Food Allergy and School Policy

Even if you pick the safest school in your neighborhood, accidental exposure to a food allergen is always a possibility. To limit the risk of accidental exposure, you can work with your school to implement some proactive preventive measures. No matter which school you choose, the school should have some sort of food allergy policy in place.

Many schools have existing food allergy policies influenced or even established by parents of allergic children who’ve attended the school. These policies often range from dangerously deficient to very thorough and useful, so carefully review the school’s existing food allergy policy in the light of the guidelines I lay out.

A school’s food allergy policy merely sets out procedural guidelines. A policy is no replacement for specific information you provide to the school about your child’s food allergy and detailed instructions on what to do in the event of a reaction.

General procedures

A school’s food allergy policy must include general procedures to ensure medication is stored in a safe, convenient location and that staff members are properly informed. Review your school’s food allergy policy to make sure it answers to the following questions:

  • Where are medications stored? The school should store the medications in a convenient location accessible to all staff members at a moment’s notice, and all staff members should be aware of the location.
  • Where is each student’s emergency health care form filed? In the event of an emergency, staff members should be able to pull up the form for immediate reference. Consider storing the form with the school nurse or administrator and having a copy available for your child’s teachers. Storing a copy of the emergency form along with the medications is also a good practice.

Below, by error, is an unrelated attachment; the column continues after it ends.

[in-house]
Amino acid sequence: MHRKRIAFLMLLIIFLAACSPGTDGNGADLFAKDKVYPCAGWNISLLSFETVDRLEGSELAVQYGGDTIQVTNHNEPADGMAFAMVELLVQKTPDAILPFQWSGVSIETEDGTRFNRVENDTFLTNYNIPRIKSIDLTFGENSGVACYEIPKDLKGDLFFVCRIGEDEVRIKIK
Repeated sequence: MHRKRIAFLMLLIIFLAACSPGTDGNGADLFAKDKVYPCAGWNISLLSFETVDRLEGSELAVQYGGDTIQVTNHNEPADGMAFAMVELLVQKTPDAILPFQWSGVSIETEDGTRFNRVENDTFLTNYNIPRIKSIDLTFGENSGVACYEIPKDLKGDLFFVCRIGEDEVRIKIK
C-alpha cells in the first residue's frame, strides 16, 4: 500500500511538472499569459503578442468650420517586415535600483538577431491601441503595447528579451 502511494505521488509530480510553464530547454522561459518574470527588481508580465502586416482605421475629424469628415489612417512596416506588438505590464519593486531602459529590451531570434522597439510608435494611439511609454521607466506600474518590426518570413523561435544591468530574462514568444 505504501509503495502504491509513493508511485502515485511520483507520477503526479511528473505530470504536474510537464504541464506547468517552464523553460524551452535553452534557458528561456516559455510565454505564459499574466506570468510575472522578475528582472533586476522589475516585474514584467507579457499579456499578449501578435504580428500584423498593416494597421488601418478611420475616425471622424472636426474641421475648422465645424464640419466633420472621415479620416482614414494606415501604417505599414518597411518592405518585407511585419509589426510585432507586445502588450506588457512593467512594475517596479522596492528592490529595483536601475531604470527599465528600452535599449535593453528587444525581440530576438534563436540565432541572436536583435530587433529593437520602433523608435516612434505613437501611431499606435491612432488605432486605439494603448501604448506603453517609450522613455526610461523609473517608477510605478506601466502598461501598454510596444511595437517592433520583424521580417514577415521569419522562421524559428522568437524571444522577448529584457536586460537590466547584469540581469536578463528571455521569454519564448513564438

• Who should know about the food allergy and how will they be trained? All teachers, coaches, cafeteria workers, office personnel, playground supervisors, bus drivers, and other staff members who have regular contact with your child should be informed of what your child is allergic to, how to prevent accidental exposure to a food allergen, and what to do in the event of an emergency.

If your doctor prescribed epinephrine autoinjectors, two or more staff members should be properly trained on administering shots.

  • Who will train substitute teachers (if applicable)? The food allergy policy should specify how substitute teachers are to be trained when your child’s teacher misses a day of school.

During the day, most students have some sort of break for lunch and perhaps even a snack time. Every school’s food allergy policy must answer the following questions:

  • Where do students eat their lunch and snacks? A policy that keeps food out of the classrooms is best, but if your school does not have a central eating facility, this may not be an option.
  • Who provides the snacks? School-only provided snacks are best. All snacks must have clear, understandable labeling of all ingredients. If the school has a policy in which students can bring their own snacks, then you may need to deal with this issue with your child’s teacher.
  • Can the classroom be allergen free (for example, peanut free)? Although your school’s food allergy policy may not ban a particular food, it should include a statement that a particular classroom can be made allergen free at the parent’s request.
  • What are the specific cafeteria procedures?
  • Peanut free tables and other seating arrangements should be spelled out.